Agave xylonacantha ‘Frostbite’

Ferociously beautiful, hardy, colorful variegated rosette for sun, well-drained sites, and pots. Superb as an accent. Pretty foxtail bloom after many years signals plant’s end of life.
height 2–3ft
width 2–3ft
tolerates Drought, Deer , Heat, Pots, Rooftops, Neglect, Wind
Agave plants are extremely drought tolerant, and many need no supplemental irrigation in coastal California. They will, however, look better and grow faster if they are given additional water, especially during summer.
exposure Part Shade – Full Sun
drainage In Ground: Cactus Mix, In Pots: Cactus Mix, Tolerates Sandy Soil
fertilizing All Purpose, Low Needs
origin C Mexico
9, 12–24

Sunset Zones Map

Outdoor Exposure Guide


Full Sun
Six or more hours of sun beams directly landing on the plant's leaves.

Part Shade
Three to five hours of sun beams directly landing on the plant's leaves.

Part Sun
One to two hours of sun beams directly landing on the plants leaves.

Full Shade
The plant is never fully lit by sun beams, but is in a bright spot or has dappled sunbeams playing over the leaves throughout the day.

Deep Shade
The plant never has dappled light on the leaves, and is in a place that feels dim, even on a nice sunny day.


Growing Notes

Almost all agave, including this one, are monocarpic, meaning that a head will grow larger and larger over time, building up energy, then send off a spectacular flower, after which it will decline and die. With pupping varieties, like this one, they grow from stolons at the base, constantly replacing the older bloomed-out heads with new ones, which then grow larger and flower, continuing the life cycle.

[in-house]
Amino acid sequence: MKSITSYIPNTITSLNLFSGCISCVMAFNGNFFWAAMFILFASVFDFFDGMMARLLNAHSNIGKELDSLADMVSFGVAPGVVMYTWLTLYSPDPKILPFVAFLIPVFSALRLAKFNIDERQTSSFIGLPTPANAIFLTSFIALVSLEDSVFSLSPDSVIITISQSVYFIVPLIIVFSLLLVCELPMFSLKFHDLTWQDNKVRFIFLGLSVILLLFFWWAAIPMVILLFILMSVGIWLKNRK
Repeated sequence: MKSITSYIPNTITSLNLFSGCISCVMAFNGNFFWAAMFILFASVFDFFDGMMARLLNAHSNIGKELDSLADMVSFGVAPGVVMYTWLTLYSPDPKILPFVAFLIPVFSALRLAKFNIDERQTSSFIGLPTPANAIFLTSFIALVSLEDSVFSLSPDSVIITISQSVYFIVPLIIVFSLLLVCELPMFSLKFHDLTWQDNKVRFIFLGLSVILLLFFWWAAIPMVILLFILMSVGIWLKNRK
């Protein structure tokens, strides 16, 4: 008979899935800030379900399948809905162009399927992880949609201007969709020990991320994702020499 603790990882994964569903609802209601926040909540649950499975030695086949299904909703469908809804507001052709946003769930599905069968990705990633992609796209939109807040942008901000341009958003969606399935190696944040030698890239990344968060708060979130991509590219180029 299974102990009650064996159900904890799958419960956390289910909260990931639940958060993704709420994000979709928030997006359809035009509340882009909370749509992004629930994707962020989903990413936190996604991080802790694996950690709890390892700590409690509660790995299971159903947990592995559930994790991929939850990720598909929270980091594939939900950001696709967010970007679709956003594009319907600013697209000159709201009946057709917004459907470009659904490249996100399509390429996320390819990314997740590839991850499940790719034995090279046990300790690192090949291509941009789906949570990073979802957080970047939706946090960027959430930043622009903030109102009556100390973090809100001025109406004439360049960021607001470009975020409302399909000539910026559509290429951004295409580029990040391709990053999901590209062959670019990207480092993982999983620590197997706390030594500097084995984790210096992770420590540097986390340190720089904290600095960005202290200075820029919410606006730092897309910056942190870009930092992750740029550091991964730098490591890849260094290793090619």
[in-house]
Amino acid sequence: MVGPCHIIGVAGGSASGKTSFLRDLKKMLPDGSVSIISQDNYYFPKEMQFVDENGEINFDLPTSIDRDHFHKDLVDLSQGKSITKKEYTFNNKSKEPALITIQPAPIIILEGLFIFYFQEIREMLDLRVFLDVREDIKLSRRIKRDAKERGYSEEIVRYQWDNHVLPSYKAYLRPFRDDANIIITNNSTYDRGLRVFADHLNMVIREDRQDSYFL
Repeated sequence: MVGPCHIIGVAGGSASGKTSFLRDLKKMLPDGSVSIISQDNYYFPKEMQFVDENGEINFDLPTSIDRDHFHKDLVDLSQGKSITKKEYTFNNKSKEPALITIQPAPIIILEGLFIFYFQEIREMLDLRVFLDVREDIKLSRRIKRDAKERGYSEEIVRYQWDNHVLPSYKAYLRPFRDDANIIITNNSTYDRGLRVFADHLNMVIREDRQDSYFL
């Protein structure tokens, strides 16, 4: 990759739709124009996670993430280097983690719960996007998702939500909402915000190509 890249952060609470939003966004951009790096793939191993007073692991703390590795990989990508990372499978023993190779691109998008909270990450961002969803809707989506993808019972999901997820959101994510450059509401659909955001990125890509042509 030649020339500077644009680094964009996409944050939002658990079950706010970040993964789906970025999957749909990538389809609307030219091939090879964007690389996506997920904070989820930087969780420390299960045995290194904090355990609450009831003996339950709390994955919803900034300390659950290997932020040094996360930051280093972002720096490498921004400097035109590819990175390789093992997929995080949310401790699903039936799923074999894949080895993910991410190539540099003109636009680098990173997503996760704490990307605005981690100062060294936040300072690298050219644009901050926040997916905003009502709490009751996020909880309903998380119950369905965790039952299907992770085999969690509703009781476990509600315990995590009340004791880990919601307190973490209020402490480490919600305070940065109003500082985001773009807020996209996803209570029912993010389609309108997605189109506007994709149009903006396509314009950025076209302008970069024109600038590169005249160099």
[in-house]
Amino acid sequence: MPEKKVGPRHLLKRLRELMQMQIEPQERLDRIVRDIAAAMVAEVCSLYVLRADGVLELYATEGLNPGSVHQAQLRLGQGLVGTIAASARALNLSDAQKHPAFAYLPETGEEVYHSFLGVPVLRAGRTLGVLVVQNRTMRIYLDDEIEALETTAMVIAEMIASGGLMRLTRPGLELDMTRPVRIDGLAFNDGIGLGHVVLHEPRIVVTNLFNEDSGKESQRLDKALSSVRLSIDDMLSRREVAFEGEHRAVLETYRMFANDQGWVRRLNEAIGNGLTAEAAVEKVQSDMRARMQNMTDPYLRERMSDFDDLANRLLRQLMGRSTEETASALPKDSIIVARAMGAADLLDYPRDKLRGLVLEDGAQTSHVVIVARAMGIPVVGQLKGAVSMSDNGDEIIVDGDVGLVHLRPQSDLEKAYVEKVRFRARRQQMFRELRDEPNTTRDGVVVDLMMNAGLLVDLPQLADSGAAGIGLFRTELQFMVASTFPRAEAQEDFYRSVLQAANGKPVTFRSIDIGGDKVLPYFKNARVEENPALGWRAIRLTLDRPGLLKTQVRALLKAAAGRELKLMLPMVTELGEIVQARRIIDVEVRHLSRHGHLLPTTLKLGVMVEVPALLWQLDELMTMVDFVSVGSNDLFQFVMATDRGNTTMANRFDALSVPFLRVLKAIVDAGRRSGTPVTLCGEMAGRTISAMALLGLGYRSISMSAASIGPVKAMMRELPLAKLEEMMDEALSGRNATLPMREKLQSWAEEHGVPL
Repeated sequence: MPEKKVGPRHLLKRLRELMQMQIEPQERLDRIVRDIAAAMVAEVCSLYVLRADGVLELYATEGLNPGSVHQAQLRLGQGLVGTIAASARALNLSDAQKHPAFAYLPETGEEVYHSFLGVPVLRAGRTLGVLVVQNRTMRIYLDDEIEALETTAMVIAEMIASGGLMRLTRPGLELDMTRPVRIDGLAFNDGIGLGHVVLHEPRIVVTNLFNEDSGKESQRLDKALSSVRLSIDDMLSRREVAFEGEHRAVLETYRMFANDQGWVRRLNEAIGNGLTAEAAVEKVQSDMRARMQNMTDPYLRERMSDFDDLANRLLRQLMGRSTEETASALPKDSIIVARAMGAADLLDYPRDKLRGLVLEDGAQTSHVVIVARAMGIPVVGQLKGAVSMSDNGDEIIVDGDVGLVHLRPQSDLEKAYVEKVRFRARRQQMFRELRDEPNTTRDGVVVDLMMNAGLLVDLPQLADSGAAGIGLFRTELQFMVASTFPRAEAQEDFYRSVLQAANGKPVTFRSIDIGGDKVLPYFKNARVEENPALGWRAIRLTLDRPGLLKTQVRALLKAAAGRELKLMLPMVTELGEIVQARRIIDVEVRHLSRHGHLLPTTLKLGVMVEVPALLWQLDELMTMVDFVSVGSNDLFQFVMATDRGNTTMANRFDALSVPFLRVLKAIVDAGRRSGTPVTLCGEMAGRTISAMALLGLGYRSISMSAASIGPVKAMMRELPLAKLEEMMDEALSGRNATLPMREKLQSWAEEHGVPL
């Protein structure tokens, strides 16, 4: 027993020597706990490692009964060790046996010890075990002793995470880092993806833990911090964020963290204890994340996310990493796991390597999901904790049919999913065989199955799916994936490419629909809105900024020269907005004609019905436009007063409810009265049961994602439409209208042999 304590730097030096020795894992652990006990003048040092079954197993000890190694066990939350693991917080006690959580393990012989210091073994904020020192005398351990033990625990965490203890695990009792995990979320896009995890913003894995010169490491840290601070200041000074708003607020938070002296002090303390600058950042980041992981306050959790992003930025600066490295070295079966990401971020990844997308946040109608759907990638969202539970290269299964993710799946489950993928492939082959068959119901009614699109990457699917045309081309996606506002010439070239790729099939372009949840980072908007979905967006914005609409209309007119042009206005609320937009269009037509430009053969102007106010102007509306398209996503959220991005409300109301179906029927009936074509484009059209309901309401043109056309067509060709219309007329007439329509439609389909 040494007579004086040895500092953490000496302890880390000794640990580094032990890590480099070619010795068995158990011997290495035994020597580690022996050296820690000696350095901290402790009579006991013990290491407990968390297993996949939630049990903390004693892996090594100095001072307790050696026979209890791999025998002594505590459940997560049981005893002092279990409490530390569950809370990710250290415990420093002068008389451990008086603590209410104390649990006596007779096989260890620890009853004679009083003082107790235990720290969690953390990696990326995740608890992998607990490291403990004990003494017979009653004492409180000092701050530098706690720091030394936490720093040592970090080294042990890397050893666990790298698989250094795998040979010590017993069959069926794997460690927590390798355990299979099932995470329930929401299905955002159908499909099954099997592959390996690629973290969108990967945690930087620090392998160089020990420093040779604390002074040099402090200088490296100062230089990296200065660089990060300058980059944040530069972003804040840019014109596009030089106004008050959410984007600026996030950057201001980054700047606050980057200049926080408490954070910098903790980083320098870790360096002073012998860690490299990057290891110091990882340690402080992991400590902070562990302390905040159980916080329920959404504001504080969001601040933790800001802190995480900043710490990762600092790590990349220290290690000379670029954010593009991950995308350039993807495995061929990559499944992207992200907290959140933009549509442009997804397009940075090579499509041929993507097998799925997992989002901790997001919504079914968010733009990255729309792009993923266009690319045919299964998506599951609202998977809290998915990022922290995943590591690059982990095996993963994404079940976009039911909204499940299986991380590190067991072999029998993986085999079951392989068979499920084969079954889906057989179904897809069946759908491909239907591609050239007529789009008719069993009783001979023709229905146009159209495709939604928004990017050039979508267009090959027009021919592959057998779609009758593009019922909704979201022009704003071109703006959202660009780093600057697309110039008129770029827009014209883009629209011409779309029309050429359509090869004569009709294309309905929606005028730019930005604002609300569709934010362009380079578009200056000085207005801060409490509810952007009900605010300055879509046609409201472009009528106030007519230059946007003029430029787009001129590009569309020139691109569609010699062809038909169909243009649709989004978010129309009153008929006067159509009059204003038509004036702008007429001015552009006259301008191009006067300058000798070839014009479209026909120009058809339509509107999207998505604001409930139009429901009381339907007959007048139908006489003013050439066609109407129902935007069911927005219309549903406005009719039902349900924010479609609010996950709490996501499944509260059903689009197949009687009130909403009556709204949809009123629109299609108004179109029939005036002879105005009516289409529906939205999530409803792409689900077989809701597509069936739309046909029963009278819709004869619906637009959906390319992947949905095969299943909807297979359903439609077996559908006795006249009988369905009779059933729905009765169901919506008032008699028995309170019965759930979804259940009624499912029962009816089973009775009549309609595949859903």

Take care when pruning or removing agaves, as many have a toxic sap that causes inflammation and rashing. Removing spent agave heads can also be tricky as they are often ringed with other armed agaves. If you like the look of agaves, but are threatened by the terminal spikes, they can be removed. It’s easiest to cut these off when they are coming out of the rosette as you’ll be able to prune the thorns off many layers of leaves at one time.
You can ‘pineapple’ your agave by removing the lowest leaves. This is best started while it is out of the nursery can, but before planting, when you can access leaves from the bottom. This gives the plant a short trunk, textured similar to many palms, and allows you to get under the plant for weeding or removing pups.
Agaves, even very large ones, are a great choice to grow in a pot. The upright form of this agave goes well with tall planters.

Special Interest

They’re an excellent ‘home defense’ tool when planted along a fence line or beneath windows.

The specific epithet ‘xylonocantha’ means “wood spines”.